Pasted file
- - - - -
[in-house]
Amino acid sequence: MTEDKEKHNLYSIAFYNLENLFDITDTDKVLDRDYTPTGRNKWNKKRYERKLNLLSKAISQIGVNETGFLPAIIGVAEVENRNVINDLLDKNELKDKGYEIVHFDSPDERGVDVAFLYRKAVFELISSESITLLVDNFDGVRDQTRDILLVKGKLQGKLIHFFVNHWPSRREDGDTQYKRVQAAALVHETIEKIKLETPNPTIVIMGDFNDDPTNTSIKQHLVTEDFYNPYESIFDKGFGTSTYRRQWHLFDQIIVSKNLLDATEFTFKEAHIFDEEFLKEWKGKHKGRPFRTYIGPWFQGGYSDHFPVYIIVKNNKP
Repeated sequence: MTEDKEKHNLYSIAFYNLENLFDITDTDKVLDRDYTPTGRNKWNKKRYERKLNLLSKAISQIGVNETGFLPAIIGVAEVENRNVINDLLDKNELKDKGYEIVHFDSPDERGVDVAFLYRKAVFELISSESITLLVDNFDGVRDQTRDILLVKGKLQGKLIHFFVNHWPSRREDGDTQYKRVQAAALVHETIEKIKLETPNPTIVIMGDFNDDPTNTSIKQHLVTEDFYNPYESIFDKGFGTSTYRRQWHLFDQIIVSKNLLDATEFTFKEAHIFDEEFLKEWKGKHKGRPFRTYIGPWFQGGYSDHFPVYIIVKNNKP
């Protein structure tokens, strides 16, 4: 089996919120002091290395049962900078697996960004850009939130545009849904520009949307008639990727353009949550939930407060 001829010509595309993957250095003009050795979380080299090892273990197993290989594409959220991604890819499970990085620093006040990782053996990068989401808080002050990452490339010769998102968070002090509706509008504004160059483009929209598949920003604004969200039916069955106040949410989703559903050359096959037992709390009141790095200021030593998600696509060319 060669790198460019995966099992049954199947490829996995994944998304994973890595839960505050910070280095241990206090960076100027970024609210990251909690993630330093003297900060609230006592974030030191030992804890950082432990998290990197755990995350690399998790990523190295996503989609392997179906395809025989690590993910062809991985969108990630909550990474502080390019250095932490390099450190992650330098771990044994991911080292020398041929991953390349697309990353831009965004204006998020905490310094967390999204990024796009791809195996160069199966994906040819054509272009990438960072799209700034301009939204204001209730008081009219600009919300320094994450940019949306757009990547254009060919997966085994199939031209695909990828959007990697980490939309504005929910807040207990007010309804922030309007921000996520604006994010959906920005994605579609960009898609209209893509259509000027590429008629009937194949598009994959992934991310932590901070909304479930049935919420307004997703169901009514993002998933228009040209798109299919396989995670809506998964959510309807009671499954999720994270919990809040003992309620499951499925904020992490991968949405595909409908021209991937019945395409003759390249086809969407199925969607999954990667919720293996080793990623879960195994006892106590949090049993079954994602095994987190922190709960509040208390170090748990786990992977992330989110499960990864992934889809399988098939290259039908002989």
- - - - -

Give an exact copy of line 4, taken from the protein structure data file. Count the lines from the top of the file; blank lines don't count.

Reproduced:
């Protein structure tokens, strides 16, 4: 089996919120002091290395049962900078697996960004850009939130545009849904520009949307008639990727353009949550939930407060 001829010509595309993957250095003009050795979380080299090892273990197993290989594409959220991604890819499970990085620093006040990782053996990068989401808080002050990452490339010769998102968070002090509706509008504004160059483009929209598949920003604004969200039916069955106040949410989703559903050359096959037992709390009141790095200021030593998600696509060319 060669790198460019995966099992049954199947490829996995994944998304994973890595839960505050910070280095241990206090960076100027970024609210990251909690993630330093003297900060609230006592974030030191030992804890950082432990998290990197755990995350690399998790990523190295996503989609392997179906395809025989690590993910062809991985969108990630909550990474502080390019250095932490390099450190992650330098771990044994991911080292020398041929991953390349697309990353831009965004204006998020905490310094967390999204990024796009791809195996160069199966994906040819054509272009990438960072799209700034301009939204204001209730008081009219600009919300320094994450940019949306757009990547254009060919997966085994199939031209695909990828959007990697980490939309504005929910807040207990007010309804922030309007921000996520604006994010959906920005994605579609960009898609209209893509259509000027590429008629009937194949598009994959992934991310932590901070909304479930049935919420307004997703169901009514993002998933228009040209798109299919396989995670809506998964959510309807009671499954999720994270919990809040003992309620499951499925904020992490991968949405595909409908021209991937019945395409003759390249086809969407199925969607999954990667919720293996080793990623879960195994006892106590949090049993079954994602095994987190922190709960509040208390170090748990786990992977992330989110499960990864992934889809399988098939290259039908002989």